>About the Hebrides No VIII

>

‘Tarbert in Harris, to which the Clansman conveyed us from Loch Maddy in North Uist, was described to us by a residenter of the place, though not a native, as consisting of 26 dwelling-houses and 13 shops – he begged pardon, business premises of “merchants”. This is possibly a rather rough-and-ready summing-up, but it is correct enough in so far as indicating that the number of the latter is distinctly out of proportion to the number and requirements of the former.

The village stands at the head of East Loch Tarbert, that indentation of the sea that cuts into the land from the Minch to about a quarter of a mile from the head of West Loch Tarbert, similarly indenting it from the Atlantic, the so close approach of the two all but constituting the southern portion of Harris an island. As it is, the march between the two districts is here, the proprietor of North Harris being Sir Edward H Scott, Bart., and of South Harris the Earl of Dunmore.

The houses are all on the north or right hand side as you enter by the steamer, ust where the loch or bay becomes a creek of 300 or 400 yards in length, and narrowing to less than 50 yards at the top. The first structure to catch the eye is the Free Church, a plain enough building, erected on the summit of an eminence jutting into the sea immediately eastward of the pier. Close at hand, but standing a little lower, is the manse, a comfortable-looking, white-washed house, with a neatly-kept kitchen garden in front and sheltered so far from the wind and spray by some trees – the latter not of any dimensions, truly, but still forming a show of “wood” surpassing what we had seen as yet in working up the Long Island. Then comes the wooden pier, up from which, by a path that winds round to westward, you pass the schoolhouse (the of teacher which is also the registrar for the district, &c.), and get onto the main road or street, on the right of which stand the houses and stores of which, as above mentioned, the village consists. To right and left respectively of the pierhead is a row of eight or ten of these, some slated and others roofed with zinc, and all of one storey only.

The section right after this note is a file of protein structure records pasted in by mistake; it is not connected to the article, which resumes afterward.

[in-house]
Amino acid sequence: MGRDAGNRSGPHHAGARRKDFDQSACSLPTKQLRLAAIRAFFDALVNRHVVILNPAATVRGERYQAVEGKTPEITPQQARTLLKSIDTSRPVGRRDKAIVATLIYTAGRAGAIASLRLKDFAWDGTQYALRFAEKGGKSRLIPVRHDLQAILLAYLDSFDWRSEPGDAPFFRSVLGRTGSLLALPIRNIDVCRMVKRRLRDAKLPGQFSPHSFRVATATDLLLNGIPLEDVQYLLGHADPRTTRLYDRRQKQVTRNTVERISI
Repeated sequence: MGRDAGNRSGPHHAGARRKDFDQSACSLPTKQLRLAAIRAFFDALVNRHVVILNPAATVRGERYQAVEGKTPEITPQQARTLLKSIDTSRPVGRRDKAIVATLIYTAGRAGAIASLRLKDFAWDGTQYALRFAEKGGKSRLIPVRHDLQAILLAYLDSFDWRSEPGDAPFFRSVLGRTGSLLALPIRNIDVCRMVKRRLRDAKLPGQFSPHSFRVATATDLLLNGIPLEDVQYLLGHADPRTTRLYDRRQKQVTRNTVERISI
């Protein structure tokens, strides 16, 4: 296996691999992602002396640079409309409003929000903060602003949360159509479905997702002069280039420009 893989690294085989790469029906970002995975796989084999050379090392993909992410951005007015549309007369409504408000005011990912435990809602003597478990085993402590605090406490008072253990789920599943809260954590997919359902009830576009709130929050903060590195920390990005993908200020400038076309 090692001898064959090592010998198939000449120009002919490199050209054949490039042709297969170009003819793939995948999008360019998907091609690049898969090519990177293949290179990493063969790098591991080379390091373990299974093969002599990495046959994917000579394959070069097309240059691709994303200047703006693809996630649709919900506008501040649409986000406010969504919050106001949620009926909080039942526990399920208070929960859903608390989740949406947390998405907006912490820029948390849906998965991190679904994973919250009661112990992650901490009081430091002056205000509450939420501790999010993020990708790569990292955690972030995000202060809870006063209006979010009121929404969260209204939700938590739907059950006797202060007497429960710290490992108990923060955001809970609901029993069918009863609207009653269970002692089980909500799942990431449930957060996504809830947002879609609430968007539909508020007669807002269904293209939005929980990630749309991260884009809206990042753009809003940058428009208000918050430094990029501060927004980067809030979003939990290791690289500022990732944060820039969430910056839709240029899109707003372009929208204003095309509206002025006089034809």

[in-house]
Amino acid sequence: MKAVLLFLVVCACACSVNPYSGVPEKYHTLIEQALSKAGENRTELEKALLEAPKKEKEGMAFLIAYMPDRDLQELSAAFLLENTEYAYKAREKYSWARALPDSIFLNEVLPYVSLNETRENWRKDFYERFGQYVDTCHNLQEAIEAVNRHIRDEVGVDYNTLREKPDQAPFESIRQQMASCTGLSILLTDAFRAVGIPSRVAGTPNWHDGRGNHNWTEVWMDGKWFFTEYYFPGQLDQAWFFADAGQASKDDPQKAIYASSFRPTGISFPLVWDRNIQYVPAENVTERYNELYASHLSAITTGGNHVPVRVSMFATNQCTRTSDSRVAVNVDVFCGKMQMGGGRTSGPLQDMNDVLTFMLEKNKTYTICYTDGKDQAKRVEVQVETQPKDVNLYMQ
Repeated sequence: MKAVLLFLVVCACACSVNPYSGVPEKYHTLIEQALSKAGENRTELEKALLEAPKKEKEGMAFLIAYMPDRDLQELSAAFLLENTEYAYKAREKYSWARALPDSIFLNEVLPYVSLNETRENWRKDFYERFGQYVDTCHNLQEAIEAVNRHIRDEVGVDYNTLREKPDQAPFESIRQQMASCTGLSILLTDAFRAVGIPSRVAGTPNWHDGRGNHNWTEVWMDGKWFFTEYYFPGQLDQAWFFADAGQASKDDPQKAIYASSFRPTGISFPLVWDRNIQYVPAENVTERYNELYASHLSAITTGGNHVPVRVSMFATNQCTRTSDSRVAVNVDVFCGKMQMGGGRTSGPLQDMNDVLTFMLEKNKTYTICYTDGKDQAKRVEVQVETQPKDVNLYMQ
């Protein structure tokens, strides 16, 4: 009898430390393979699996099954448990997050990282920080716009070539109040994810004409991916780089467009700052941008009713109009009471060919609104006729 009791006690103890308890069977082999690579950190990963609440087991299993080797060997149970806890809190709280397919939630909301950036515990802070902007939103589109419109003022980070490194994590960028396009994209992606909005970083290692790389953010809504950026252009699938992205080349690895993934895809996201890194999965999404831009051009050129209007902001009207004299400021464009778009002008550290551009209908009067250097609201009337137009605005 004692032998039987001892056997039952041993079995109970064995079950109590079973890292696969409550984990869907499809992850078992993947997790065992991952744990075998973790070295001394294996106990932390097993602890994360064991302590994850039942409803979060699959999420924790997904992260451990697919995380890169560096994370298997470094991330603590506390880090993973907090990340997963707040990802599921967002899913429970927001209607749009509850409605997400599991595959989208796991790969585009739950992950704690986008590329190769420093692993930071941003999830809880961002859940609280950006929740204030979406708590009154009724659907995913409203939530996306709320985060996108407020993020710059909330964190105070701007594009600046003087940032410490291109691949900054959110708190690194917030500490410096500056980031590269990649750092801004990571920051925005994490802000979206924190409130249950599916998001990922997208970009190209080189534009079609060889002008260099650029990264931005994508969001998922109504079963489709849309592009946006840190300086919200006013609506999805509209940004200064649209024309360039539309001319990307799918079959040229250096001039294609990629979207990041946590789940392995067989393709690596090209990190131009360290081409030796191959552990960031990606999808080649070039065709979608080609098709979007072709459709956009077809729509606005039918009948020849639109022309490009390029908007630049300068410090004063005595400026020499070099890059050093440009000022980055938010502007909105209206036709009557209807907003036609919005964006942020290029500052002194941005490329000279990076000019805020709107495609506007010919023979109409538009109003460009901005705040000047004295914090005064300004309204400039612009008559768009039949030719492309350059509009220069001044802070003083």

Beyond these, going on to the head of the loch, there is a hiatus, to which succeeds a row of about a dozen newer-looking houses, two or or three of which are of two storeys and “semi-detached” from their neighbours. At the very head of the bay is the old Tarbert Inn , now disused as such; and across the road from this, almost down on the shore, the modern post and telegraph office. Following the road westwards two minutes’ walk brings you to the new Tarbert Hotel, in the very centre of the isthmus, and 30 or 40 yards further on is the house of the medical man of the district, Dr Stewart, which commands the view away down West Loch Tarbert.’
This is a gem of a description of Tarbert from 130 years ago and I only wish that I could name the author! However, we can identify ‘…Dr Stewart…’ as James Stewart for this young ‘Physician and Surgeon’ from Perthshire is found living in Kintulavig in 1881 and at 15 West Tarbert a decade later
Similary, we can be sure that the teacher who was ‘…also the registrar for the district, &c.’ was the Glaswegian Donald Bethune, he being the Schoolteacher in Tarbert in 1881 & 1891 , and that the Minister in the Manse was Roderick Mackenzie from Assynt in Sutherland who a few months after the publication of this article was giving his evidence to the Napier Commission where he makes particular reference to the work of Fanny Thomas .
We are especially fortunate in having the 1882 6-inch Ordnance Survey map (surveyed in 1878) on which to follow in the footsteps of our unknown author and then we should perhaps refresh ourselves at the ‘…new Tarbert Hotel …’ before returning later to examine the remainder of his piece…
Source: Glasgow Herald 16th September 1882 p3

>Captain FWL Thomas & Malcolm Gillies

>

‘At the time that he was based in the area he had a friend, Malcolm Gillies, who had been born in Skye and later became a schoolmaster in Harris and in North Uist. Malcolm Gillies had a son whom he named Frederick Thomas. This Frederick Thomas gillies was later a merchant in Lochboisdale. The former Head of the BBC’s Gaelic Department, Fred Macaulay, is named after this relative. So the name of Captain Thomas lives on in the islands.’